Green Salads

by Debra Wyatt
(last updated April 10, 2013)

When it comes to having a fresh, crisp salad no other vegetable can compare. Choosing from a variety of greens and then adding cooked and raw vegetables, along with crisp accents and a flavorful dressing, can lead to endless combinations.

Salads are great for any meal-enhancer and are very versatile. They can be used as appetizers, as a first course, accompaniments to dinner, or even as the whole meal. Some people even use salads as a desert.

The nice thing about making a fresh green salad is that you can use your creativity and create any type of salad. It is easy to as long as you know what type of lettuces there are and how to combine the different ingredients to take advantage of the different flavors, texture, and appearance. Greens are the most vital part of most salads. It helps to know the most common market and garden varieties of the different types of greens.

  • Iceberg the most common mild lettuce. This lettuce has a compact, round head made up of crisp, pale, and bland tasting leaves. You can find this lettuce year round.
  • Romaine is a narrow lettuce, with rather dark green leaves; this lettuce had a head that is loaf shaped. This green is very dependable with its crispness. This lettuce can be combined with a softer-leafed lettuce.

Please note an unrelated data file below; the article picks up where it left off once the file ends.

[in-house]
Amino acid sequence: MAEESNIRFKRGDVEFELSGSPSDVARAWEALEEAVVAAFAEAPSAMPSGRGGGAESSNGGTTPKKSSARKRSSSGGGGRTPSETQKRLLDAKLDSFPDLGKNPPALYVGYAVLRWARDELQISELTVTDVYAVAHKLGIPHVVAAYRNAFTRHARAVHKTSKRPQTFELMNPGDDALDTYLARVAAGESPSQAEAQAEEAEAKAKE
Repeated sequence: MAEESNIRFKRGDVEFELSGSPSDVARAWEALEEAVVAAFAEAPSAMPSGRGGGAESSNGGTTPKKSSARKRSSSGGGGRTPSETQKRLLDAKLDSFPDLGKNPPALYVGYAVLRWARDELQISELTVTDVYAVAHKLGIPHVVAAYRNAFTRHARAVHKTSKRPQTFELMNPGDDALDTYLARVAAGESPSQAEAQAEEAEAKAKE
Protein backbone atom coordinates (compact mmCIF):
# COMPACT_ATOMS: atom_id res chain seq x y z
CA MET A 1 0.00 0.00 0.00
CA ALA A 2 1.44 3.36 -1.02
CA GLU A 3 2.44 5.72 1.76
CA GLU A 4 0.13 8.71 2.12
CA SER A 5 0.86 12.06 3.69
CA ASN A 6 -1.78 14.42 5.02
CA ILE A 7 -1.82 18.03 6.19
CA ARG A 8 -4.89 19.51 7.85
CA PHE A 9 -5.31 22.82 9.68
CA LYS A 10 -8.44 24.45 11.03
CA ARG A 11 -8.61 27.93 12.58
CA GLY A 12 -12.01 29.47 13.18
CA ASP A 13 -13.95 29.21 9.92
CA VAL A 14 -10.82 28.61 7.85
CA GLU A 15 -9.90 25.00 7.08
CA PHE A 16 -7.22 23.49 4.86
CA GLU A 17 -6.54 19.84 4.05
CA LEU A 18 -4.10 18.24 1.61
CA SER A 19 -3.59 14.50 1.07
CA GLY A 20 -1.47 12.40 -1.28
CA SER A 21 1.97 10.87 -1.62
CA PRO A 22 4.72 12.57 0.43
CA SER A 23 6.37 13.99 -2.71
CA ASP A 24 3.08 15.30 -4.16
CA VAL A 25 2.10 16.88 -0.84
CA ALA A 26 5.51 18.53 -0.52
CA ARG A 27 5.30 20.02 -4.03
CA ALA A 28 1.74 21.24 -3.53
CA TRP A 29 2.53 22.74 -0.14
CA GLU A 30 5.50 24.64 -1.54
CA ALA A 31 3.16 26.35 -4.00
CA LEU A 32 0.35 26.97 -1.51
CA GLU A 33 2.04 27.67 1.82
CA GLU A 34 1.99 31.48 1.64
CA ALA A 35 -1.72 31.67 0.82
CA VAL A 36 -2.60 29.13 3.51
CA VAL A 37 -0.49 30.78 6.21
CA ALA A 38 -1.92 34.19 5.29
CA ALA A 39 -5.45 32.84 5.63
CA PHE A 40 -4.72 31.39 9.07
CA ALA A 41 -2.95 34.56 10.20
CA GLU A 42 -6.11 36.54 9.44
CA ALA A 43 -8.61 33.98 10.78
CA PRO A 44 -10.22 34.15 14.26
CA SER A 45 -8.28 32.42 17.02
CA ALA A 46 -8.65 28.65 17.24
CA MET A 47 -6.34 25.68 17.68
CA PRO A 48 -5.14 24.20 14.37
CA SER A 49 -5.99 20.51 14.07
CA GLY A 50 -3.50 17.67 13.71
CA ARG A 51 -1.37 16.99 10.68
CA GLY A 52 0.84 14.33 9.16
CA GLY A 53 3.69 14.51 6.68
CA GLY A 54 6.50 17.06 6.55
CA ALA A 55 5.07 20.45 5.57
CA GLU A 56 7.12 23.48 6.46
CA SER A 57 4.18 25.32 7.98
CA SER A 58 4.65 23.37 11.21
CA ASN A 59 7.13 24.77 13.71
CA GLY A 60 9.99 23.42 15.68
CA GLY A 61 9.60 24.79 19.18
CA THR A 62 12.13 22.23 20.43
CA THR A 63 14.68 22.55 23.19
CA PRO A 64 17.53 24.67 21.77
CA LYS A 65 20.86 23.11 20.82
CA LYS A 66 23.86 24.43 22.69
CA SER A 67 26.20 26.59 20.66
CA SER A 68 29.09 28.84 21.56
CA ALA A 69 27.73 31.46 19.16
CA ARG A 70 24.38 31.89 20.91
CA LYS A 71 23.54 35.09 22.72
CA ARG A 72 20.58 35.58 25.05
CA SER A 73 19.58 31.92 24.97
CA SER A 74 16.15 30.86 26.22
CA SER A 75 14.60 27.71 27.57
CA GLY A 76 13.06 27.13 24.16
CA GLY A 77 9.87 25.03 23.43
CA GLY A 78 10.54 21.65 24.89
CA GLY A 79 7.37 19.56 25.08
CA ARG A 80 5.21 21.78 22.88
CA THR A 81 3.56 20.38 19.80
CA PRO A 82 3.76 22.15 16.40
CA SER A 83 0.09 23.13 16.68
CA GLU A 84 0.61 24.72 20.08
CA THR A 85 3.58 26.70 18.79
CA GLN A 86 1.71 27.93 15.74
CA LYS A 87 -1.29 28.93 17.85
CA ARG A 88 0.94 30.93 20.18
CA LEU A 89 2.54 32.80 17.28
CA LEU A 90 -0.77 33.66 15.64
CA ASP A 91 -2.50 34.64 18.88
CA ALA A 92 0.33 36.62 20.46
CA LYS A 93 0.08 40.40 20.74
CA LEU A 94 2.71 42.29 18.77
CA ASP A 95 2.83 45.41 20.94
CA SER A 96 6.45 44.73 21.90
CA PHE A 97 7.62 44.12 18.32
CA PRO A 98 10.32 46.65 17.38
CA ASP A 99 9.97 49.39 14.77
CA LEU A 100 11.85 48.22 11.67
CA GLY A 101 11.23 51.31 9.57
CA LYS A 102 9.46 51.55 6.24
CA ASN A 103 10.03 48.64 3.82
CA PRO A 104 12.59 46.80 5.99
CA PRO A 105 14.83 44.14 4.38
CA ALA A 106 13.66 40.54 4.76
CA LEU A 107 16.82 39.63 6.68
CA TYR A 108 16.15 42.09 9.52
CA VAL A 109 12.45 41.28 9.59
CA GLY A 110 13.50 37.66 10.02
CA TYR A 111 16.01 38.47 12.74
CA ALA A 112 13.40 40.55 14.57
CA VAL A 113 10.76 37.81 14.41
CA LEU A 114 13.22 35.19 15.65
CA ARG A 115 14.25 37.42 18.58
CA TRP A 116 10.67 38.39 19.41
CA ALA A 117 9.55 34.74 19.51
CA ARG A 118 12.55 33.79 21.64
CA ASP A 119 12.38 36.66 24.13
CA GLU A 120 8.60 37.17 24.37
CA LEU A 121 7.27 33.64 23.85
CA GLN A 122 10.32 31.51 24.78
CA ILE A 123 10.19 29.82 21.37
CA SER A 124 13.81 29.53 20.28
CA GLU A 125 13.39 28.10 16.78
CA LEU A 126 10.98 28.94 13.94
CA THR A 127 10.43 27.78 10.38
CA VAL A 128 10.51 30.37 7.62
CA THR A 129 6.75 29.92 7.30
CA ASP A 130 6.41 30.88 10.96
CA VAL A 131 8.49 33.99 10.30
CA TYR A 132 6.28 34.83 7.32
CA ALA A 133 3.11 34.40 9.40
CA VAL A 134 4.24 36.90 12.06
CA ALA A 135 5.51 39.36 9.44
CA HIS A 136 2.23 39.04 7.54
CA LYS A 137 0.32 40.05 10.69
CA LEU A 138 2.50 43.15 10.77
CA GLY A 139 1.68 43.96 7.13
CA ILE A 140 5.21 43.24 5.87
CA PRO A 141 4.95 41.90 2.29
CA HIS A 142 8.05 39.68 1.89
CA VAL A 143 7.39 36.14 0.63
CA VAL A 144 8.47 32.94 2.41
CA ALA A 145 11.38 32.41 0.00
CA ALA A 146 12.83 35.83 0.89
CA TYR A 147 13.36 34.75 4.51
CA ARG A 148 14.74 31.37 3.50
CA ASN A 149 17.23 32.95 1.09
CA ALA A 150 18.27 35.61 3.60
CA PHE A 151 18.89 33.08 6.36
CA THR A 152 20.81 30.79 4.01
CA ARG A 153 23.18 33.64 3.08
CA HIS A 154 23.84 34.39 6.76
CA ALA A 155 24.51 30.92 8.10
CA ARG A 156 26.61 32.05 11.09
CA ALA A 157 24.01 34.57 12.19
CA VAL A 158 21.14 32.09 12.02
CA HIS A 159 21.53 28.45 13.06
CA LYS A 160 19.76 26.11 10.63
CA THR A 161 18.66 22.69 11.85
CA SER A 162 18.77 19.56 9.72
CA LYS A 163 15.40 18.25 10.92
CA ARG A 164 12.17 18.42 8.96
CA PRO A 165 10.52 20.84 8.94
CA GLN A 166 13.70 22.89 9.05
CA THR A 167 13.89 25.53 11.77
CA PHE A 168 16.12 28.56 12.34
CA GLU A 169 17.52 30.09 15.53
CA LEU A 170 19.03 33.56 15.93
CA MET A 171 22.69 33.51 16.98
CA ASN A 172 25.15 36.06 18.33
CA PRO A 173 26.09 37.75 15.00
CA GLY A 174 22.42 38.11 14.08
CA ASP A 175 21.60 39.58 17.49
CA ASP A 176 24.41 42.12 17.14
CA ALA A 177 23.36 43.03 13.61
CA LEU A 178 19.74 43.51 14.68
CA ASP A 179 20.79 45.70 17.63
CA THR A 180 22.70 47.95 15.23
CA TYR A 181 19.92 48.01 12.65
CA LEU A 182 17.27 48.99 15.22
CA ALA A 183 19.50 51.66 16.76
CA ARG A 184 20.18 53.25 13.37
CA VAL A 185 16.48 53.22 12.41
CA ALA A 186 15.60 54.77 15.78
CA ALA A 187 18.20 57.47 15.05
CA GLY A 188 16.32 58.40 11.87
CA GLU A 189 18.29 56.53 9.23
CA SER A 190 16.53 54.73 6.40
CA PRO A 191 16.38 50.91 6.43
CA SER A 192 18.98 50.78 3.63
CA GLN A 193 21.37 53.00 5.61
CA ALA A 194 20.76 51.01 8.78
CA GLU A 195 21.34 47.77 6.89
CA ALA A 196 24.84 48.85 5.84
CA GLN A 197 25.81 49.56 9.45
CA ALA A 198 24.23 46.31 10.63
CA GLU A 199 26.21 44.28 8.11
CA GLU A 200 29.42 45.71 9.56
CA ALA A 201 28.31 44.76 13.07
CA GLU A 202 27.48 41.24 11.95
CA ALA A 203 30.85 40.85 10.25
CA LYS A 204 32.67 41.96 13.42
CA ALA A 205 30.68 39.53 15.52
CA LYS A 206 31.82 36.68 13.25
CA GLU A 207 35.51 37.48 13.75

• Boston and Bibb are a type of lettuce that has soft, medium green leaves with a sweet flavor. This type of lettuce has a fluffy rounded head.
  • Leaf Lettuces include varieties that no matter where they are grown never really ever form a head. The red leaf lettuce contrasts nicely with other greens. Green leaf lettuce makes tasty sandwiches and is also used to line salad plates.
  • Spinach varieties can be used interchangeably in salads. Several varieties are available: one kind with smooth, tapered leaves; another with rounder crumpled-looking leaves; a third with thick leaves.
  • Endive is the name of a whole family. It includes curly endive (sometimes called chicory) which is frilly and narrow-leaved; escarole, a less-frilly variety with broader leaflets; Belgian or French endive, which is small and pale with a pointed head and has a distinctly bitter flavor. Most often this variety is imported.
  • Watercress has little round leaves with a strong peppery flavor. It is usually used as an accent or garnish.
  • Cabbage always seems to be available. Cabbage can add variety to salads by using the familiar green or red cabbage, or any of the other types of cabbage such as the crinkly-leafed savoy, curly cabbage, or the long crisp Chinese cabbage.
  • Sprouts range from the delicate seedlings of alfalfa to the coarse mung beans. All sprouts contribute crispness and a distinctive flavor to any salad. Sprouts are easy to grow in your own kitchen. They are also sold year-round in supermarkets.
  • Try to experiment with the many different combinations of greens, and you decide which ones you like best.

Author Bio

Debra Wyatt

Deb has a communications degree and applies her talents to her position as Marketing Specialist at Sharon Parq Associates. In her spare time she spends time with her children and grandchildren and devotes time to her church. ...

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